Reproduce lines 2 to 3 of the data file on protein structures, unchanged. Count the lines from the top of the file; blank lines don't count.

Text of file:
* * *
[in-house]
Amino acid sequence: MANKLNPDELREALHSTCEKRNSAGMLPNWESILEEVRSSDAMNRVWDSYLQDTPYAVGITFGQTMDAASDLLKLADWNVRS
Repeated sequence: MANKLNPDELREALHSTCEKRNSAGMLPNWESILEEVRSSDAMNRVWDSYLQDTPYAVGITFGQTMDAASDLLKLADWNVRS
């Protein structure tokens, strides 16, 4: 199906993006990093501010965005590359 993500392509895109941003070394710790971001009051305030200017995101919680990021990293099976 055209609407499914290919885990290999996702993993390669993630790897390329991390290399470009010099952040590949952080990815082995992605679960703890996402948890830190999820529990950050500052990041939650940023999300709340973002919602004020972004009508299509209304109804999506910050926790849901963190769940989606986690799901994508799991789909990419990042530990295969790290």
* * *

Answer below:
Amino acid sequence: MANKLNPDELREALHSTCEKRNSAGMLPNWESILEEVRSSDAMNRVWDSYLQDTPYAVGITFGQTMDAASDLLKLADWNVRS
Repeated sequence: MANKLNPDELREALHSTCEKRNSAGMLPNWESILEEVRSSDAMNRVWDSYLQDTPYAVGITFGQTMDAASDLLKLADWNVRS